A rider of average height, only thirty-two years old, arrived in India in 1886 from Europe. For two years he traveled the main roads up and down India. He was surprised to see Grant’s Trunk at the time. The greenery of the shade trees he saw on both sides of the roads in undivided India melted his heart. That stunning beauty could not be seen anywhere else. He was reluctant to leave here. But there is no way without going. How could Thomas Stevens, who traveled the world on his bicycle, remain limited to just one country? In 1888, he reluctantly left India from the land of colours.
Thomas Stevens was the first traveler to cycle around the world. In April 1885, he started the journey from New York City on a farthing bicycle. The late 1860s were a period of global development for the bicycle industry. And then it became a big industry. James Starley is known as the father of the bicycle industry, who made many innovations and popularized cycling in today’s era. The bike was not what it is today. They had a front wheel about five feet tall and a short rear wheel only a third of that. The word penny farthing also has an interesting story. The Columbia Ordinary bicycle was launched in England under the name Penny Farthing. They included cast iron pipes, rubber tyres, pedals with bearings, a steering wheel and wheels of the above type. Penny and Farthing are the names of British coins. A penny is a large coin and a farling is a small coin. The big wheel in front and the small wheel at the back came to represent these coins. So the first traveler to cycle around the world began his journey.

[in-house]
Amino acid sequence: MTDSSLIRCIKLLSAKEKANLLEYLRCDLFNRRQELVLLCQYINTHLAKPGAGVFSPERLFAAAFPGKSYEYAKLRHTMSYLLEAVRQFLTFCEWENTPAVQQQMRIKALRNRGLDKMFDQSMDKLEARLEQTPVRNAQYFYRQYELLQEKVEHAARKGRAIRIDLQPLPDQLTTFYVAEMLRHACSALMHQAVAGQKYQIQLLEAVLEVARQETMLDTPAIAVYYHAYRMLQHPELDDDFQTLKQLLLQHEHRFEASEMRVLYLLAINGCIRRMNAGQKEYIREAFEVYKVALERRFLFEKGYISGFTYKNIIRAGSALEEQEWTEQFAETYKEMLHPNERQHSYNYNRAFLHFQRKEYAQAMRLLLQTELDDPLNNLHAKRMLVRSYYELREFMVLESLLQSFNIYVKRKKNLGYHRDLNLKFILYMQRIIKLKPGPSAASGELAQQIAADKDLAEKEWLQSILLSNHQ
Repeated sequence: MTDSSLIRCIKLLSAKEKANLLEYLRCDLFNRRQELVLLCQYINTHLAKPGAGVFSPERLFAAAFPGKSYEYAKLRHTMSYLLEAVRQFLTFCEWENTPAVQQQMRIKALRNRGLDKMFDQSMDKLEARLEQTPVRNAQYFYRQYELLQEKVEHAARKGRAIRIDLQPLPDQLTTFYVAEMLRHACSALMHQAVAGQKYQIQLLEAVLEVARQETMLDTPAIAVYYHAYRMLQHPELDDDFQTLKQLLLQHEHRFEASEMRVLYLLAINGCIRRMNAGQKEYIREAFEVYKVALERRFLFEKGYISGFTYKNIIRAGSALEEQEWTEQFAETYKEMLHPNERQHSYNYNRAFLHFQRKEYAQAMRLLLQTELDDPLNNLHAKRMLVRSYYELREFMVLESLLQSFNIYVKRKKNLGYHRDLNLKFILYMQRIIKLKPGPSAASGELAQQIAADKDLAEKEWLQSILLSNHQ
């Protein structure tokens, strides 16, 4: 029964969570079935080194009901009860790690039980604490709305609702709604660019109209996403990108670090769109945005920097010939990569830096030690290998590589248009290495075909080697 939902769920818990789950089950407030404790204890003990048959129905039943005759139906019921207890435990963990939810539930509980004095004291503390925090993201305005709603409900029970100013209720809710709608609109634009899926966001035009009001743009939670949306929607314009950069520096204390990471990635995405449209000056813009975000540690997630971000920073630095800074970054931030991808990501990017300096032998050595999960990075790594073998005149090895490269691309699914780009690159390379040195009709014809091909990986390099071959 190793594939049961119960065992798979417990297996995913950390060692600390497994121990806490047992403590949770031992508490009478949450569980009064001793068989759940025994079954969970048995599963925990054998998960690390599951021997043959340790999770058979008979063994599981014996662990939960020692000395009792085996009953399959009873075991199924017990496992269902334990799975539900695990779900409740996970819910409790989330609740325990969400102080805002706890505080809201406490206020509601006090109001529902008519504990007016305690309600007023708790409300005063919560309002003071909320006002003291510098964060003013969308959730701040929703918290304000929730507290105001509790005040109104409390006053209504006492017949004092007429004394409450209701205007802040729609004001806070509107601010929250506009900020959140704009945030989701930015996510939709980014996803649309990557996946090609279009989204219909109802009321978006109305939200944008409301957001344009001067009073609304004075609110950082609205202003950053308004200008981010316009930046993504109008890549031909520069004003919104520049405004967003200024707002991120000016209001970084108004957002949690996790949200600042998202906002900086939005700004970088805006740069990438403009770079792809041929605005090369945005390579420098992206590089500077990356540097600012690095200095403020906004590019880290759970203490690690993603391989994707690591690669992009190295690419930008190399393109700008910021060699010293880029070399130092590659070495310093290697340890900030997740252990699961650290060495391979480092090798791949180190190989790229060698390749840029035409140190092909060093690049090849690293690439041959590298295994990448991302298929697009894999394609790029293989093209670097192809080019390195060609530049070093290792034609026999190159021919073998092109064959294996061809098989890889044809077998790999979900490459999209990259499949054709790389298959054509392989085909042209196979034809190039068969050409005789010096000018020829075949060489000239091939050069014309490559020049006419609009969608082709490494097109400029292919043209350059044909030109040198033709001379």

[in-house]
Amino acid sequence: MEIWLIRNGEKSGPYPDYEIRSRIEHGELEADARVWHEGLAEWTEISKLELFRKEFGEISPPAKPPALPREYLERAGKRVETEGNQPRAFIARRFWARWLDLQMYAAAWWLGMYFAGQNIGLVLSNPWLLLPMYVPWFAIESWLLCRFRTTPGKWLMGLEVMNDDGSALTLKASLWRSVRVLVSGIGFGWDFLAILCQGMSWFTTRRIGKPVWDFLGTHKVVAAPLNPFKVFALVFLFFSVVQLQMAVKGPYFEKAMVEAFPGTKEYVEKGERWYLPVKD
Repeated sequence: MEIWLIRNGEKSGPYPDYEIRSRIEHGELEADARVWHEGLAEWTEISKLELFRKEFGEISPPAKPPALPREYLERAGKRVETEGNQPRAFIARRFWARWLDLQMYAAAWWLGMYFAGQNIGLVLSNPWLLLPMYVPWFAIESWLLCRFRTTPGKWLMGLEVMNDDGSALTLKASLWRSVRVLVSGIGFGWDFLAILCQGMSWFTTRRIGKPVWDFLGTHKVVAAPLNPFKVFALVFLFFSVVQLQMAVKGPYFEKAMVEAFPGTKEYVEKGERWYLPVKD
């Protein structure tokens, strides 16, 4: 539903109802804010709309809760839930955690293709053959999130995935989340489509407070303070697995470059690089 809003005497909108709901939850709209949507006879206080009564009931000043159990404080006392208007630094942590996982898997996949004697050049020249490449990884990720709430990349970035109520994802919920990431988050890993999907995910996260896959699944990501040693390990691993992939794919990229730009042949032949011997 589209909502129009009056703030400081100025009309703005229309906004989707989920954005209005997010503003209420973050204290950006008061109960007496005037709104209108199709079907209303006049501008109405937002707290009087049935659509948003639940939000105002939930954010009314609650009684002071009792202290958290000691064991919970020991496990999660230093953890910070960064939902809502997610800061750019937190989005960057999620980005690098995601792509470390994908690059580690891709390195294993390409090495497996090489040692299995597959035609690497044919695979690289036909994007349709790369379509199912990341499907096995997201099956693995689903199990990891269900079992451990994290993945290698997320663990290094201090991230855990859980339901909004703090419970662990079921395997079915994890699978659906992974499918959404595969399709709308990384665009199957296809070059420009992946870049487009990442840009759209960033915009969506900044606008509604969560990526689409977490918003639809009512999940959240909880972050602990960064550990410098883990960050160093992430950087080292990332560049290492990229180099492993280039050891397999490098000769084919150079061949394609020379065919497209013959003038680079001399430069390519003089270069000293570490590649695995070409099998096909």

Pop Manufacturing Company sponsored the trip. A magazine called Outing had also contracted to publish every stage of the trip in the form of articles. At that time, the American people had a great desire to know the world, especially the countries of the eastern continent. Then there was a joint effort by many to promote the new sporting form of cycling. Another interesting thing is that the Good Roads Movement, an organization that emerged in America during this time, tried to move away from gravel roads to better paved roads that were well tarred.
Thomas Stevens was born in London in 1854 and from an early age he worked and earned his income. He used to travel to many countries. He used to travel on his bicycle in his free time while working in coal mines and other places. Then it turned into a charm.
Having passed through England and the countries of Western Europe without much trouble in the early days of the journey, Stevens faced many difficulties when he came to the countries of Asia. Stevens, who entered Russia, was refused entry there. The British government did not allow access to the then Indian territories in the present day state of Afghanistan. So, when he could not enter India, he crossed the Caspian Sea, traveled by train through Baku, Azerbaijan, and entered India through Batumi, Georgia, the Black Sea, Constantinople, Alexandria, Suez, Karachi and Lahore. Throughout the journey, he received the love and welcome of the soldiers on the borders and the local people of the villages. Sometimes unnatural behavior of nature and disturbance of animals. Bicycles were rolled over bad roads and ships, trains etc. were used to cross bodies of water.
Stevens traveled to many important places in India. In Banaras, Allahabad, Delhi, Calcutta and many other places. He saw women dressed in bad clothes, natives dressed in colorful clothes, traditional healers, magicians, bullock carts, men dying on the streets of malaria, idlers, and streets full of people. Stevens marveled at the beauty of the buildings on the ancient streets. He experienced the rain, snow, heat, wind and monsoons of India for two years. It made its way to Japan via China, Vietnam and the Sino-French war routes. From there to San Francisco. The journey ended in January 1887. Experience records say that he traveled the world on a bicycle and on some days he could not continue his journey due to unfavorable conditions.
Stevens became an American citizen in 1890. A year later, Stevens traded his round-the-world bicycle for a horse and left for Russia, where he was refused entry. There he met Leo Tolstoy. All this turned into announcements every time. Then in 1894 he came to India again under the call of homesickness. Across the Black Sea, through Eastern Europe to learn about Indian yogis.